As for changes in the nightly show, Jennings said that "to be honest we don't know the answer to that. The most important thing for me is we have to figure out who we are broadcasting to. I'm not sure I have a terrific handle on that yet. The country's changing. Washington is going through different processes. We're racing into a political year. Bob and I will talk in the next couple of weeks."

NBC's Brokaw said yesterday that "the appointment of Peter is not unexpected. I've known Peter for a long timne. I wish him well. Not too well, but I wish him well. Beyond that, I probably shouldn't say anything."

CBS' Rather said "when a good man gets a good job, that's good news. I've known Peter since 1965."

As to what the change to solo anchor and the move to New York might mean for the future of the three-network race, Rather said, "I don't know and I don't think anybody knows. People are going to write about four anchors and a rudder but it's still coverage and content that counts."

In the most recent Nielsen ratings, issued yesterday, "CBS Evening News" continued to hold a comfortable lead with a weekly 11.1 Nielsen rating and a 25 percent audience share, compared with "NBC Nightly News' " 8.7/20 and "ABC World News Tonight's" 8.6/20 . . .

With the decision ratified that ABC was going to a solo anchor format, executives were quick to point out yesterday that negotiations with Chicago-based anchor Robinson on a new contract and a new assignment were continuing.

David Burke, vice president of ABC News, said, "We feel that for the last five years Max was a very important person in building 'World News Tonight.' And we've told Max that. Our talks so far have been very fruitful."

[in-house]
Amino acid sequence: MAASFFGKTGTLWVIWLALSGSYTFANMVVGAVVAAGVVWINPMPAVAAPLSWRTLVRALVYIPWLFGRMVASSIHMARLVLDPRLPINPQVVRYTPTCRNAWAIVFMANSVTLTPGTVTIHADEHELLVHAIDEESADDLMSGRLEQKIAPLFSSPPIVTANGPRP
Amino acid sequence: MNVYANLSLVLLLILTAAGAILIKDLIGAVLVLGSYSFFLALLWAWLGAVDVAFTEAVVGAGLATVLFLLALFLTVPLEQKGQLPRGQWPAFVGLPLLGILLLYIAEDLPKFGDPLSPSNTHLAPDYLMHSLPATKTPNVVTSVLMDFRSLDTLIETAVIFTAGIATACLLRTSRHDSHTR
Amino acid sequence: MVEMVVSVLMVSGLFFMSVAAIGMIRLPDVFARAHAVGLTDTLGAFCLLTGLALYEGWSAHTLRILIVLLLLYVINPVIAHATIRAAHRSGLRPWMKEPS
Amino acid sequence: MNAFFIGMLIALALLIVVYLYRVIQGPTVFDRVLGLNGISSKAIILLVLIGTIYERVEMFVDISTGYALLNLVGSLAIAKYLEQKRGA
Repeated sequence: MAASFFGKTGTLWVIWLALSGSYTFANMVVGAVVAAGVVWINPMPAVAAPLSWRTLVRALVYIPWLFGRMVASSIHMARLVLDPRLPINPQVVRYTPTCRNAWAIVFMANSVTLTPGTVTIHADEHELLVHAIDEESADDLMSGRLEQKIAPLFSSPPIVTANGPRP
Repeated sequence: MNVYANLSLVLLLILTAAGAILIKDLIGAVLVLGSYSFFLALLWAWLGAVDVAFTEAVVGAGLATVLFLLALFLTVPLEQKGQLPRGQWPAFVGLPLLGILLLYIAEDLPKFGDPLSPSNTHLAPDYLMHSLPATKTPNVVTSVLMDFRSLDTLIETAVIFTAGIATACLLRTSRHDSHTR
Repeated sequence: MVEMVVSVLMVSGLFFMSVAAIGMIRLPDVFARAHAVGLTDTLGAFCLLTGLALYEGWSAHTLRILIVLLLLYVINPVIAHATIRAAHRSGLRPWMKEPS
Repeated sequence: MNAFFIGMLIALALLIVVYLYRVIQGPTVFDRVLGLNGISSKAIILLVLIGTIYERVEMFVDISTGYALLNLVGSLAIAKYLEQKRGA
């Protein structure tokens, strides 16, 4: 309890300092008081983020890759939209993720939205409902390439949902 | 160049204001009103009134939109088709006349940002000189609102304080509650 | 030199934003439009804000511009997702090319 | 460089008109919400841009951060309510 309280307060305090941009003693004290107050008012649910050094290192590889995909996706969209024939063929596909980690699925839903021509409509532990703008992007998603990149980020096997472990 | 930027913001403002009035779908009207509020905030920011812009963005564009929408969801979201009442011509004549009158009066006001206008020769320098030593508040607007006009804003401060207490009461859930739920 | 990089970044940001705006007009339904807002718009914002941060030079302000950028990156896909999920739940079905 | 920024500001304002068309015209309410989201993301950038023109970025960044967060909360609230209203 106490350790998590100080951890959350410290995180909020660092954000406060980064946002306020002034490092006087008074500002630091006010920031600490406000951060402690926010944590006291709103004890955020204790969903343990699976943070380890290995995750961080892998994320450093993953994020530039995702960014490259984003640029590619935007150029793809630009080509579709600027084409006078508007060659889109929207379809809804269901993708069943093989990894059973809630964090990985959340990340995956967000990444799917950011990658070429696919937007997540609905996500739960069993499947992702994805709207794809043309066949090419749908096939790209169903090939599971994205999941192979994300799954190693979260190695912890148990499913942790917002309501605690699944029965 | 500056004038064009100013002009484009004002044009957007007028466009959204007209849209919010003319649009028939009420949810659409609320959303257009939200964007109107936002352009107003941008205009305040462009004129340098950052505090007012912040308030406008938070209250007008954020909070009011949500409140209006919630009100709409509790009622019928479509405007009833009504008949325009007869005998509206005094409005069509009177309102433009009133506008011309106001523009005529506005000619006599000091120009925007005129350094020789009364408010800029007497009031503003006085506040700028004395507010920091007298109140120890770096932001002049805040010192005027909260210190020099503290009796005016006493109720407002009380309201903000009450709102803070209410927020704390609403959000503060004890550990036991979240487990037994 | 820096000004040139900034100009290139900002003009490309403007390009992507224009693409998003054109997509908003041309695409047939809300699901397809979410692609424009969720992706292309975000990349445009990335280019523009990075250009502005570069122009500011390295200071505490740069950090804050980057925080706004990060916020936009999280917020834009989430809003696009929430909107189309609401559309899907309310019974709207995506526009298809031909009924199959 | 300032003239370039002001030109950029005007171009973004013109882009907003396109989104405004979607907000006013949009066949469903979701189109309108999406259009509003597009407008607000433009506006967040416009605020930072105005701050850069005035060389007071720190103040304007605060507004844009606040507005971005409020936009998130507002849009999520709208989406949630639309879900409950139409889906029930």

There have been reports that Robinson will be assigned as a national correspondent when his current contract expires at the end of this month.

The Canadian-born Jennings began his career in broadcasting in 1959 at CFJR, a radio station in Ontario. After work with the Canadian Broadcasting Corporation he became coanchor of that country's first network news show on a commercial network, CTV.

He joined ABC in 1964 and anchored the ABC evening news show "Peter Jennings and the News" from 1965 to 1967. After two years as a national correspondent, he served overseas in Rome and Beirut, until 1975. In 1976 he was Washington anchor and correspondent for "AM America" and became chief foreign correspondent the next year, joining the revamped "World News Tonight" in July 1978.

During his years with ABC News, Jennings has won several Overseas Press Club Awards as well as a George Foster Peabody Award.

He is married to Kati Marton, a former Bonn bureau chief and correspondent for ABC News and author of "Wallenberg." They have two children, Elizabeth and Christopher . . . TV Ratingzzz